# Newton's Third Law of Motion: Examples of the Relationship Between Two Forces

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• 0:07 Newton's Third Law of Motion
• 1:17 Two Forces for Every Object
• 1:51 Implications
• 3:03 Machines
• 3:59 Nature
• 4:43 Space
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Lesson Transcript
Instructor: John Simmons

John has taught college science courses face-to-face and online since 1994 and has a doctorate in physiology.

This lesson describes Newton's third law of motion. Examples are provided to illustrate how interacting objects experience forces. The lesson explains how objects accelerate as a result of force. Applications of Newton's third law are illustrated in nature, machines, and space.

## Newton's Third Law of Motion

Are you sitting down for this? If not, you better take a seat. Notice that you're not falling through the chair or falling through the floor. That's because the forces acting on you are balanced. The force of gravity pulling down on you is balanced by the force of your chair pushing up. What's a force? A force is a push or a pull of an object that results from interaction with another object. Some forces result from contact - for example, the normal force of your body on the chair and the friction between the wheels of a car and the road. Other forces are the result of interactions from a distance - for example, gravity, electrical, and magnetic forces.

When any two objects interact with each other, whether it's direct contact or at a distance, they exert forces upon each other. As you sit in your chair, your body acts on the chair with one force, and the chair reacts on your body with yet another force. This is an example of Newton's third law in action. Newton's third law states that for every action, there is an equal and opposite reaction.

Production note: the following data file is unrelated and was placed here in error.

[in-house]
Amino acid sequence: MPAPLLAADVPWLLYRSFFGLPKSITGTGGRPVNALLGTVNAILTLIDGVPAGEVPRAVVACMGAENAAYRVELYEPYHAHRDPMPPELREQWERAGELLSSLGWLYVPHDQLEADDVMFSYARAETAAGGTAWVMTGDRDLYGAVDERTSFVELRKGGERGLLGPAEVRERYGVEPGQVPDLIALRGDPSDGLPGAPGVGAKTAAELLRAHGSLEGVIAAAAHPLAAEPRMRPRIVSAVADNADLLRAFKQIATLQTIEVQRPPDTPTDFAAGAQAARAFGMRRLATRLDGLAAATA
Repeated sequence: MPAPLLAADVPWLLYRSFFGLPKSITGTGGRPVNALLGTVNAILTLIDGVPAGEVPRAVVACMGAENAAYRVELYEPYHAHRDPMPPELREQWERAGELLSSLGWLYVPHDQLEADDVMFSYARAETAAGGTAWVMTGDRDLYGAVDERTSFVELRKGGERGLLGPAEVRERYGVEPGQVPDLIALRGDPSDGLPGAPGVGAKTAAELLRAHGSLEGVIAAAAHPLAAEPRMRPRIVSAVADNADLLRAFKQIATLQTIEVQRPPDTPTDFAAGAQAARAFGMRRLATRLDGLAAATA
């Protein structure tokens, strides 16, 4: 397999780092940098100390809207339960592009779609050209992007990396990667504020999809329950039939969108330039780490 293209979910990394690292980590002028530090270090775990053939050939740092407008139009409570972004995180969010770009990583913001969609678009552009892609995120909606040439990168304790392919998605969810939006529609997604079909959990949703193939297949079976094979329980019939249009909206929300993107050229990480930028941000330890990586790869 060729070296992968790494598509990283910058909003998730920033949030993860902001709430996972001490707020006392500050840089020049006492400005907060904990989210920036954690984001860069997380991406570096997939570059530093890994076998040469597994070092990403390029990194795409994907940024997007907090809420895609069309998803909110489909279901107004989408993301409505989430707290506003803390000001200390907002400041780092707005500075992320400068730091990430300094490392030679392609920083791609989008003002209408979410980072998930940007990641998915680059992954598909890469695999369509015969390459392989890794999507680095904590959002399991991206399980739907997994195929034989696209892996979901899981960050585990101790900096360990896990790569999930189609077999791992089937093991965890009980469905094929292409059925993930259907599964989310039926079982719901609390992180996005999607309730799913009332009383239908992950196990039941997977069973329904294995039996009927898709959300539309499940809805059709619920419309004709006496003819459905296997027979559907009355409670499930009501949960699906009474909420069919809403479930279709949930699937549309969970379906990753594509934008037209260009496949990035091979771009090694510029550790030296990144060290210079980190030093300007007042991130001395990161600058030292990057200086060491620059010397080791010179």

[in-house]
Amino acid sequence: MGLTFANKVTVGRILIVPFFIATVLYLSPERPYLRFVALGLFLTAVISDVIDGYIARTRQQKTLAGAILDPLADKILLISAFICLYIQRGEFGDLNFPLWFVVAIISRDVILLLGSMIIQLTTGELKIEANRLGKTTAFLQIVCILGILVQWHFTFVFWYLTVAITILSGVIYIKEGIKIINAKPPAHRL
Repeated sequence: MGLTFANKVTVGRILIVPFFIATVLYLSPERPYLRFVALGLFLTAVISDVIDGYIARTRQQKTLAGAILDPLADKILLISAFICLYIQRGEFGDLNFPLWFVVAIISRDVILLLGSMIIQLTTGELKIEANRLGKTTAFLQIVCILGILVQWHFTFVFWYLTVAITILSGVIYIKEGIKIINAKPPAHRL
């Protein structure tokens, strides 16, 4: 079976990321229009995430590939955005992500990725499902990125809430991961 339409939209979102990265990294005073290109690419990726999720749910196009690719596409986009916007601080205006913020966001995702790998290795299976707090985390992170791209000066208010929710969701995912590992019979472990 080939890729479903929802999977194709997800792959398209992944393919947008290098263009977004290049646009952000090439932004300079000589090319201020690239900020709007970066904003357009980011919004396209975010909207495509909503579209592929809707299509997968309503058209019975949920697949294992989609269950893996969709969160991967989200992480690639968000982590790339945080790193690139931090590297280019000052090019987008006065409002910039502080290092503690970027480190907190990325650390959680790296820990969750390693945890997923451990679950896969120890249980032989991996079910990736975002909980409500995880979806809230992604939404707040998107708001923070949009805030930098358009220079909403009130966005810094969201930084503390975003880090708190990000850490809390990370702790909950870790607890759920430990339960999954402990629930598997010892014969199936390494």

## Two Forces for Every Object

According to Newton's third law, interacting objects experience two forces: action and reaction. The size of the forces acting on one object equals the size of the forces acting on the second object. Additionally, the direction of the force on one object is opposite to the direction of the force on the second object. Let's consider a man attempting to lift a really heavy weight. If the man is able to pull up with a force of 100 lbs, then the weights in turn will pull down with a force of 100 lbs.

## Implications of Newton's Third Law

There are plenty of implications of Newton's third law of motion. Imagine yourself strolling through the woods. Your foot acts on the ground, pushing it backwards. The ground then reacts on your foot, pushing you forward. The force of your leg on the earth is equal to the force of the earth pushing back on you. Additionally, the force of the leg is opposite to the direction of the earth pushing back, thus propelling you forward. Any change in motion is termed acceleration. Therefore, you actually accelerate as you take that first step.

What about the earth? Does the earth accelerate? Any acceleration of the earth will go unnoticed because the earth's mass is so large in comparison to your mass. Acceleration is directly proportional to the force and inversely proportional to the mass of the object. Since the forces are equal and the masses are so incredibly different, the acceleration is incredibly different as well. Now, let's talk about how Newton's third law behaves first in machines, and then in nature, and finally in space.

## Newton's Law and Machines

First up, machines. Consider a moving car. The spinning wheels push backwards on the road. The road responds with an equal and opposite force, pushing the car forward. Just like in our previous walking example, any movement of the earth is negligible since the earth is so large in comparison with the car.

Guns, like cars, are machines, and they utilize Newton's third law of motion as well. If you've ever shot a gun, you have experienced the recoil force when the gun is fired. As the gunpowder explodes within the gun, the gases expand and push forward on the bullet, thus propelling it out of the gun. The bullet, in turn, pushes back on the gun, resulting in that recoil that you feel. The force acting on the bullet and the gun are equal and opposite.

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